Jupyter on NeSI

Note

This service is currently in the early access phase and available by invite only.
Please express your interest and we will be in touch.

Introduction

NeSI supports the use of Jupyter for interactive computing. Jupyter allows you to create notebooks that contain live code, equations, visualisations and explanatory text. There are many uses for Jupyter, including data cleaning, analytics and visualisation, machine learning, numerical simulation, managing Slurm job submissions and workflows and much more.

Accessing Jupyter on NeSI

Jupyter at NeSI is powered by JupyterHub, a multi-user hub that spawns, manages and proxies multiple instances of the single-user Jupyter server.

Access NeSI's JupyterHub here:

https://jupyter.nesi.org.nz

When you log in with your NeSI credentials you will be taken to the "Server Options" page, where typical job configuration options can be selected to allocate the resources that will be used to run Jupyter. Typical jobs, not requesting a GPU, should be up and running within one to two minutes. Requesting a GPU can increase this time significantly as there are only a small number of GPUs available at NeSI.

Tip

If your server appears to not have started within 3 minutes please reload the browser window and check again, otherwise contact support@nesi.org.nz.

Jupyter user interface

JupyterLab

Once your server has started you will be redirected to JupyterLab. JupyterLab is the next generation of the Jupyter user interface and provides a way to use notebooks, text editor, terminals and custom components together. If you would prefer to use the classic Notebook interface, then select "Launch Classic Notebook" from the JupyterLab Help menu, or change the URL from /lab to /tree once the server is running.

Jupyter kernels

Jupyter kernels execute the code that you write. The following Jupyter kernels are installed by default and can be selected from the Launcher:

  • Python 3.8.1
  • Python 3.7.3
  • Anaconda3
  • R 3.6.1

Many packages are preinstalled in our default Python and R environments and these can be extended further as described on the Python and R support pages.

Adding a custom Python kernel

You can configure custom Python kernels for running your Jupyter notebooks, for instance if you wish to load a different combination of environment modules than we load in our default kernels, or if you would like to activate a virtual environment or conda environment before launching the kernel. The following example will create a custom kernel based on the Miniconda3 environment module (but applies to other environment modules too).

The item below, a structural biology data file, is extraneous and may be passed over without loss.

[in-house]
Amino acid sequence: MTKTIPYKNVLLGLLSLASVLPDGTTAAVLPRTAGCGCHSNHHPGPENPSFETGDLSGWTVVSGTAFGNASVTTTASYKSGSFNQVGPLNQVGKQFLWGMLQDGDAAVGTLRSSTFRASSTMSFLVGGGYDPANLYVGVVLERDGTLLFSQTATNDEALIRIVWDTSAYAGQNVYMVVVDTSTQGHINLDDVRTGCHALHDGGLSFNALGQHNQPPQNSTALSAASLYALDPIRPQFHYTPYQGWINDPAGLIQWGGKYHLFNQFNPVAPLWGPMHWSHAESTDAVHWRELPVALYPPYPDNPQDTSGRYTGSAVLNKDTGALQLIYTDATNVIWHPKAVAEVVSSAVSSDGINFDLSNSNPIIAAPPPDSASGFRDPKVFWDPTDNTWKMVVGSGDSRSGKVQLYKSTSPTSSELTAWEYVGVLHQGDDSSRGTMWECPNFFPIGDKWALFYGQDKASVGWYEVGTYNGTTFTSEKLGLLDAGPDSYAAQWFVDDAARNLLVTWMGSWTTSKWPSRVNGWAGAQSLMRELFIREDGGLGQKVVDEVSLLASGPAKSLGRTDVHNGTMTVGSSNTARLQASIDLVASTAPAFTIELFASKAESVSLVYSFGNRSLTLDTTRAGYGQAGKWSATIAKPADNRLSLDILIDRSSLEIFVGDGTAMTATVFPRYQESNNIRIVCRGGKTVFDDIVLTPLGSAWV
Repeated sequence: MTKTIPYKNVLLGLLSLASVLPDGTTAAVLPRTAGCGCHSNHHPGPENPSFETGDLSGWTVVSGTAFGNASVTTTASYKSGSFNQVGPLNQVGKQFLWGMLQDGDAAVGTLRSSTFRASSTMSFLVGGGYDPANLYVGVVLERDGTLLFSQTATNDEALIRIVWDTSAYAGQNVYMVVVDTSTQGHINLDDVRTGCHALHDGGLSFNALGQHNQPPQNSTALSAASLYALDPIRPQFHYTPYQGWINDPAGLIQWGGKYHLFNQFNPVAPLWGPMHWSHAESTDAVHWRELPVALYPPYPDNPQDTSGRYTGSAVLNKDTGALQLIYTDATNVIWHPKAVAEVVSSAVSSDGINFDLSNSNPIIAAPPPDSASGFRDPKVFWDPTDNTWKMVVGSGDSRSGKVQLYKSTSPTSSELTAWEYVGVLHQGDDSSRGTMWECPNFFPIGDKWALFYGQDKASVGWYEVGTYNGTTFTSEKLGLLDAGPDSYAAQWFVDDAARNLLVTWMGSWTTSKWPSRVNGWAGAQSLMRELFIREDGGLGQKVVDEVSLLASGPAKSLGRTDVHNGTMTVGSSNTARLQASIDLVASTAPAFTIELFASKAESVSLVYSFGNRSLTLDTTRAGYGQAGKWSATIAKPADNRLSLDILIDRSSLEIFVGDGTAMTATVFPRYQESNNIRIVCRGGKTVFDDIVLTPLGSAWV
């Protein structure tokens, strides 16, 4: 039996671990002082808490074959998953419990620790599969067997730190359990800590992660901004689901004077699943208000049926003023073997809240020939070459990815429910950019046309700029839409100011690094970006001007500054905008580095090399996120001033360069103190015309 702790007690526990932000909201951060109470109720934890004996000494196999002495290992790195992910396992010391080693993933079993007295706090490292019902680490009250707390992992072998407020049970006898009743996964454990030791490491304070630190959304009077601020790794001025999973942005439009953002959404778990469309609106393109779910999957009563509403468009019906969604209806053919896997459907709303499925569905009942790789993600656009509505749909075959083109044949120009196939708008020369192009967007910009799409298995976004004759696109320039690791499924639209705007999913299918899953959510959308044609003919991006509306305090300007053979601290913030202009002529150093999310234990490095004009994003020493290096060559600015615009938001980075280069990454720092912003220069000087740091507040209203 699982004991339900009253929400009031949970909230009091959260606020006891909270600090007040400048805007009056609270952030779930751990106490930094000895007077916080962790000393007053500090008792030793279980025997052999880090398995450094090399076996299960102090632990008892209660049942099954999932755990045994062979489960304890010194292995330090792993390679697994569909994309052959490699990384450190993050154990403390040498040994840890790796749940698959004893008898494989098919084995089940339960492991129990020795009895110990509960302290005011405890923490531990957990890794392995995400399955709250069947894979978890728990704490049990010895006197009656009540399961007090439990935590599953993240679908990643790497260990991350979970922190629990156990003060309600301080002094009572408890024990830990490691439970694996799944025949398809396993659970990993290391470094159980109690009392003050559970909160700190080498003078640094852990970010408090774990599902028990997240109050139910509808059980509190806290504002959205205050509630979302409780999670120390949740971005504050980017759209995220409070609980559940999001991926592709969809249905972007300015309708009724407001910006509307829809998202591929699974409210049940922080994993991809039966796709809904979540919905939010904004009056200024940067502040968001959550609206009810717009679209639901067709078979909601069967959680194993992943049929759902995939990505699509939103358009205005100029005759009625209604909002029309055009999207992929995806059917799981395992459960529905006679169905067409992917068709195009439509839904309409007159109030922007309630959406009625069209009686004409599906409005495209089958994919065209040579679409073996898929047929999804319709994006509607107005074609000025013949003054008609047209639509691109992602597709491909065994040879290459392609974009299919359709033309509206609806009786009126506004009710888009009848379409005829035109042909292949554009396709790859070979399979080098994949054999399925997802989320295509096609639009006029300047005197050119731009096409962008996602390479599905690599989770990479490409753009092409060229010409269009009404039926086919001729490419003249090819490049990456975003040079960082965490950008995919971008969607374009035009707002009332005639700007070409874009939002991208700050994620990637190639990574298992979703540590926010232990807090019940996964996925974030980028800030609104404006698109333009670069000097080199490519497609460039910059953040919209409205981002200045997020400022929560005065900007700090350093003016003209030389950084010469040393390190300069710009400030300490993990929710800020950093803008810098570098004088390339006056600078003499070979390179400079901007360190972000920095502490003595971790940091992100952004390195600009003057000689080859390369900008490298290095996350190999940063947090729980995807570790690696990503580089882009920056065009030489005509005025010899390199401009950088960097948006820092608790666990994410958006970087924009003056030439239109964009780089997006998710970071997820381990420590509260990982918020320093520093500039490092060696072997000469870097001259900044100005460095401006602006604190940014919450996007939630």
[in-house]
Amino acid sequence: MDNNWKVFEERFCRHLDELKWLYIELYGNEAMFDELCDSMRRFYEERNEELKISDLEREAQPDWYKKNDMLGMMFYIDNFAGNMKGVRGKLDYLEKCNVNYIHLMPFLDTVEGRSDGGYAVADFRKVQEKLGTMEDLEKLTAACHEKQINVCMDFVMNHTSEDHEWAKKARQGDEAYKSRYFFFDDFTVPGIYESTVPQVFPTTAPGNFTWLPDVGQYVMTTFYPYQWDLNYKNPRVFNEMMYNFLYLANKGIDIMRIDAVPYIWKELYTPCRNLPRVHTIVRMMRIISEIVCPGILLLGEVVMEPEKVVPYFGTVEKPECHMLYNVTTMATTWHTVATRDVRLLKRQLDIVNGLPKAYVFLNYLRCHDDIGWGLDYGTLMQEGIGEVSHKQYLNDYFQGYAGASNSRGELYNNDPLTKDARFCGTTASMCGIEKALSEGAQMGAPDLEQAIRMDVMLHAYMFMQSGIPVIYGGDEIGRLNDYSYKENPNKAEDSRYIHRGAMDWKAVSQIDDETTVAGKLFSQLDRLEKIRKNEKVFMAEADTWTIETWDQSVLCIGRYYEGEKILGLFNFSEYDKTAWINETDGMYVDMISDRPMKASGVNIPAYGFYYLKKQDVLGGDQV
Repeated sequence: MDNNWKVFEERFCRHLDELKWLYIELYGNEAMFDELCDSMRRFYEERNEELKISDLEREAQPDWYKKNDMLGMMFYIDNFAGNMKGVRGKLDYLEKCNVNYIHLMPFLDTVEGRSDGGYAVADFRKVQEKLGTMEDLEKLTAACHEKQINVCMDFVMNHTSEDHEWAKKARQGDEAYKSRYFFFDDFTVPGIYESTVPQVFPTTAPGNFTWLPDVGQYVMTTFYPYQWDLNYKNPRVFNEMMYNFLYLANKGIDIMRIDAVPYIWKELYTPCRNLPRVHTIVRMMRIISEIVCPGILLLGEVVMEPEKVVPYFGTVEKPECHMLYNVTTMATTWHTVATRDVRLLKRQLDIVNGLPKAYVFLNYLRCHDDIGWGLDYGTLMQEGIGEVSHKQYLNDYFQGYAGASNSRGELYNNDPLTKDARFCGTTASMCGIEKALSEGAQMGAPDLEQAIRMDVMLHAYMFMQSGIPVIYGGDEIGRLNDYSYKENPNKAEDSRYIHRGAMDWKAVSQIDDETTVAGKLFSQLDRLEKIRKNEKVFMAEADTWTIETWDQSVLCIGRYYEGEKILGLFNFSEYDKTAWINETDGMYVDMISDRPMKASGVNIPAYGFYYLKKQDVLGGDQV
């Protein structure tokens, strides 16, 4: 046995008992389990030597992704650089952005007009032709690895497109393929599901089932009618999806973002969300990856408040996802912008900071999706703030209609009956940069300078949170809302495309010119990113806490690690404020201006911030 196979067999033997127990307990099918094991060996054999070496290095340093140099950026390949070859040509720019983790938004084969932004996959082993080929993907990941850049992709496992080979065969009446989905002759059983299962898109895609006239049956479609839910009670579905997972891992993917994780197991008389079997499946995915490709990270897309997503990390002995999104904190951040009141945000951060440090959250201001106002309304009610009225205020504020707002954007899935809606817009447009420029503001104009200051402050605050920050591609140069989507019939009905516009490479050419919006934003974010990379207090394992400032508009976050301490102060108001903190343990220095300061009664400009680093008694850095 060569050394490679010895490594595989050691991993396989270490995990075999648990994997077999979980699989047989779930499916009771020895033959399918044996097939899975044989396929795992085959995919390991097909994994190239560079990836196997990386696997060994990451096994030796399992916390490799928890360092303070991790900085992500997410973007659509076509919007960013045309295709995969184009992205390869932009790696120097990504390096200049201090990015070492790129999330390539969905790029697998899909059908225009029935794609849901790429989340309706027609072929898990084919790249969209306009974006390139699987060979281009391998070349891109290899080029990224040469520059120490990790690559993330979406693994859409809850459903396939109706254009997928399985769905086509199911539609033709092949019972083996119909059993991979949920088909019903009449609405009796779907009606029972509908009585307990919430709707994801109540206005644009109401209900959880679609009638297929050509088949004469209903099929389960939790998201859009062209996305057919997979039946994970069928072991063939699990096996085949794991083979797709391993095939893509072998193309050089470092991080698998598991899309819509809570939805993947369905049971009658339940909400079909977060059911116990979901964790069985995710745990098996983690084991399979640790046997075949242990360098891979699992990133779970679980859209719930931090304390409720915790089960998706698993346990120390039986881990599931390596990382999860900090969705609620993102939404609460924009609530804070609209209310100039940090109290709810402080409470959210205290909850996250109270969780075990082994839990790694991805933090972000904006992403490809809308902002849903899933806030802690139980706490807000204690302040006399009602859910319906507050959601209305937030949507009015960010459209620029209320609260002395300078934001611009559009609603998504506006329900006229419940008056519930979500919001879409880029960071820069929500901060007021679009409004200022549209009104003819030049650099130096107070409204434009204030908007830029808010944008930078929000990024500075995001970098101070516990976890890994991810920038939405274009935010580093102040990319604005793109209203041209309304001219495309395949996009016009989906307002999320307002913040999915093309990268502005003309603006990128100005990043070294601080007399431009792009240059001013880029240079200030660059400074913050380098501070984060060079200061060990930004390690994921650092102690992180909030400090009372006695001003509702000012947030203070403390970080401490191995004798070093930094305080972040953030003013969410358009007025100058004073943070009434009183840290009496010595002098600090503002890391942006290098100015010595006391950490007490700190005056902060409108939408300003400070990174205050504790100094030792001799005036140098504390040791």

In a terminal run the following commands to load a Miniconda environment module:

$ module purge
$ module load Miniconda3/4.8.2

Now create a conda environment named "my-conda-env" using Python 3.6. The ipykernel Python package is required but you can change the names of the environment, version of Python and install other Python packages as required.

$ conda create --name my-conda-env python=3.6
$ source $EBROOTMINICONDA3/etc/profile.d/conda.sh
$ conda activate my-conda-env
$ conda install ipykernel

Now create a Jupyter kernel based on your new conda environment:

$ python -m ipykernel install --user --name my-conda-env --display-name="My Conda Env"

We must now to edit the kernel to load the required NeSI environment modules before the kernel is launched. Change to the directory the kernelspec was installed to (~/.local/share/jupyter/kernels/my-conda-env, assuming you kept --name my-conda-env in the above command):

$ cd ~/.local/share/jupyter/kernels/my-conda-env

Now create a wrapper script, called wrapper.sh, with the following contents:

#!/usr/bin/env bash

# load required modules here
module purge
module load Miniconda3/4.8.2

# activate conda environment
source $EBROOTMINICONDA3/etc/profile.d/conda.sh
conda deactivate # workaround for https://github.com/conda/conda/issues/9392
conda activate my-conda-env

# run the kernel
exec python $@

Make the wrapper script executable:

$ chmod +x wrapper.sh

Next edit the kernel.json to change the first element of the argv list to point to the wrapper script we just created. The file should look like this (change <username> to your NeSI username):

{
"argv": [
"/home/<username>/.local/share/jupyter/kernels/my-conda-env/wrapper.sh",
"-m",
"ipykernel_launcher",
"-f",
"{connection_file}"
],
"display_name": "My Conda Env",
"language": "python"
}

After refreshing JupyterLab your new kernel should show up in the Launcher as "My Conda Env".

Sharing a Python kernel with your project team members

You can also configure a shared Python kernel that others with access to the same NeSI project will be able to load. If this kernel is based on a Conda environment or similar, you must make sure it also exists in a shared location (other users cannot see your home directory).

The example below shows creating a shared Conda environment based on the Miniconda3 environment module.

In a terminal run the following commands to load a Miniconda environment module:

$ module purge
$ module load Miniconda3/4.8.2

Now create a conda environment within your project directory named "shared-conda-env" using Python 3.8. The ipykernel Python package is required but you can change the names of the environment, version of Python and install other Python packages as required. Replace "<project_code>" with your NeSI project code in the following commands.

$ conda create -p /nesi/project/<project_code>/conda-envs/shared-conda-env python=3.8
$ source $EBROOTMINICONDA3/etc/profile.d/conda.sh
$ conda activate /nesi/project/<project_code>/conda-envs/shared-conda-env
$ conda install ipykernel

Now create a Jupyter kernel within your project directory, based on your new conda environment:

$ python -m ipykernel install --prefix=/nesi/project/<project_code>/.jupyter --name shared-conda-env --display-name="Shared Conda Env"

Next change to the kernel directory, which for the above command would be:

$ cd /nesi/project/<project_code>/.jupyter/share/jupyter/kernels/shared-conda-env

Create a wrapper script, wrapper.sh, with the following contents (changing "<project_code>" to your project code):